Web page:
If you can take advantage of welcome bonuses from United Airlines credit cards, it’s often easy to earn tens of thousands of miles after meeting a minimum spend requirement within a few months of your account opening.

What airline and hotel partners does United have?

United partners with many hotels and airlines, including all airlines in the Star Alliance. Star Alliance partner airlines include:

  • Aegean Airlines
  • Air Canada
  • Air China
  • Air India
  • Air New Zealand
  • All Nippon Airways (ANA)
  • Asiana Airlines
  • Austrian Airlines
  • Avianca Airlines
  • Brussels Airlines
  • Copa Airlines
  • Croatia Airlines
  • EgyptAir
  • Ethiopian Airlines
  • EVA Air
  • LOT Polish Airlines
  • Lufthansa Airlines
  • Scandinavian Airlines (SAS)
  • Shenzhen Airlines
  • Singapore Airlines
  • South African Airways
  • Swiss Airlines
  • TAP Air Portugal
  • Thai Airways
  • Turkish Airlines

United hotel partners include:

  • Accor Live Limitless
  • Choice Privileges
  • Golden Circle
  • IHG Rewards Club
  • Marriott Bonvoy
  • Radisson Rewards
  • World of Hyatt
  • Wyndham Rewards

Which credit card is best for United?

If you want to earn bonus miles and take advantage of useful United benefits, consider credit card offers from Chase. This credit card issuer partners with United to provide multiple credit cards that earn United miles, which can be helpful if you want to pad your MileagePlus account.

But the best United credit card depends on what you’re looking for. For example, the United℠ Explorer Card offers a free first checked bag and up to $100 in TSA PreCheck or Global Entry fee credit. If you want more benefits, the United Quest℠ Card also offers the TSA PreCheck or Global Entry fee credit, as well as $125 in annual United purchase credits (terms apply), two free checked bags, and two 5,000-mile anniversary award flight credits.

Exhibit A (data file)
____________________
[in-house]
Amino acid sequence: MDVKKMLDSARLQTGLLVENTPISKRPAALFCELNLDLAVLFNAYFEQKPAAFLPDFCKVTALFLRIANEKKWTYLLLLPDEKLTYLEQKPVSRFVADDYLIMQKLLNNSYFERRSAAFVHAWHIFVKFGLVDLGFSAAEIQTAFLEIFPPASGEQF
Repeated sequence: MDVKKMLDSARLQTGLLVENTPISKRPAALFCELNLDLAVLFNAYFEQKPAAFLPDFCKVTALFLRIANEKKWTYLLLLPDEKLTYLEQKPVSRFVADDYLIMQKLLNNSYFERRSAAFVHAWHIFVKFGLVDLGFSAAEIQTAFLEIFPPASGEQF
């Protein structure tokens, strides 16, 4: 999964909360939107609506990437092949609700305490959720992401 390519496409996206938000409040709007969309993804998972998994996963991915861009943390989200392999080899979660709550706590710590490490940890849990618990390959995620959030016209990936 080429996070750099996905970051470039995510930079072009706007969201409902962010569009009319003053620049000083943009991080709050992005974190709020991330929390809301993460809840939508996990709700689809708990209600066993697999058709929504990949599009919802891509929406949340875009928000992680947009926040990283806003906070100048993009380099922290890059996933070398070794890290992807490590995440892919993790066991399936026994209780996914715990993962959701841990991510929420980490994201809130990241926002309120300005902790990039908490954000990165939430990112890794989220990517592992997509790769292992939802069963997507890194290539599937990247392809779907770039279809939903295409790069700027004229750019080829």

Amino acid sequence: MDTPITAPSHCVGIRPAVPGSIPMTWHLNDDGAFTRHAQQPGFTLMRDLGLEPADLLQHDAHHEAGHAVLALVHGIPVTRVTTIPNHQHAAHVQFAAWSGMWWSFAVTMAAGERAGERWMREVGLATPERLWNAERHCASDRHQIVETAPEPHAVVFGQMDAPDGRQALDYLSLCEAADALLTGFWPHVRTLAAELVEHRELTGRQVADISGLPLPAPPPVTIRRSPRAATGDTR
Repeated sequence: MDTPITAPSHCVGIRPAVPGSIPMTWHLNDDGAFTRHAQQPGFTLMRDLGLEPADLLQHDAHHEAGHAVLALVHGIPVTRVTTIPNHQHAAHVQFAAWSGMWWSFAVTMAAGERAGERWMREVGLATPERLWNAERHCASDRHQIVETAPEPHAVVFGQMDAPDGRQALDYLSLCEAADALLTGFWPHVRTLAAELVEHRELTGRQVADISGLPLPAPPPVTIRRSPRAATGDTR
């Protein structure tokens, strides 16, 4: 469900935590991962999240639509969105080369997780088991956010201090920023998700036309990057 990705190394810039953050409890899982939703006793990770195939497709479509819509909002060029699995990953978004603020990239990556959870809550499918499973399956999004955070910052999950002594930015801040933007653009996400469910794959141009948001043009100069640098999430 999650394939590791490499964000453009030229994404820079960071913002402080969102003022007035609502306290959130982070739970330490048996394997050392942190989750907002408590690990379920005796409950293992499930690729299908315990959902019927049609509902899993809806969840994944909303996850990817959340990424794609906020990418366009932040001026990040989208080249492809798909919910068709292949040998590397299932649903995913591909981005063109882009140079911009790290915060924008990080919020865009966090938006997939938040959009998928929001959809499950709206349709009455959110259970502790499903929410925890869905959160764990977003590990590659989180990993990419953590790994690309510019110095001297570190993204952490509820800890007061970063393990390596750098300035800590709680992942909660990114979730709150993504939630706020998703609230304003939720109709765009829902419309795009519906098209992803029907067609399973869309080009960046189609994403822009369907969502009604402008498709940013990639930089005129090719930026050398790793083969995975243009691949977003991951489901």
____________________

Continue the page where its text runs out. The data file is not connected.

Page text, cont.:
How much are 25,000 United miles worth?

The value of 25,000 United miles depends on how you’re using them. Redeeming miles for airfare is typically the best option for travel rewards because it often offers the most value. Travel experts say United miles are worth about 1.1 cents per point, which would make 25,000 United miles worth $275 in United flights.

Are United miles worth more than Delta and American Airlines miles?

According to travel experts, United miles are generally worth around the same as Delta and American Airlines miles, though Delta SkyMiles may have slightly less value and American AAdvantage miles slightly more.

But the actual value of any points or miles will vary depending on how you use them and whether you can find a good deal. Typically, the best redemption option for miles is using them on travel, especially for award flights.

Use United credit cards to get even more value

Understanding how to maximize your United miles for free flights is an essential skill for any MileagePlus member. But getting free flights isn’t enough if you want to get the best experience possible. Your next step should be to decide which is the best airline credit card from United for your needs. Card options include:

By applying for a United credit card, you’ll not only have the chance to rack up rewards with the program, but you’ll also get a suite of other valuable perks whenever you fly with United.

That includes things like priority boarding, statement credits on inflight purchases, free checked bags, and complimentary access to the airline’s airport lounge network. Depending on how often you fly with United, compare credit cards to determine which one will provide you with the most value relative to their annual fees.

Best Rewards for United


United℠ Explorer Card

Current Offer

Limited-time offer: Earn 60,000 bonus miles after you spend $3,000 on purchases in the first 3 months your account is open.

Annual Fee

$95 (waived first year)

Rewards Rate

2 miles per dollar spent on dining, hotel stays, and United purchases and 1 mile per dollar on all other purchases

Benefits and Drawbacks
Card Details

Author Details

Ben Luthi

Ben is a personal finance and travel writer who loves helping people achieve their money goals. Along with FinanceBuzz, his writing has also been featured on U.S. News, NerdWallet, Experian, Credit Karma, and more.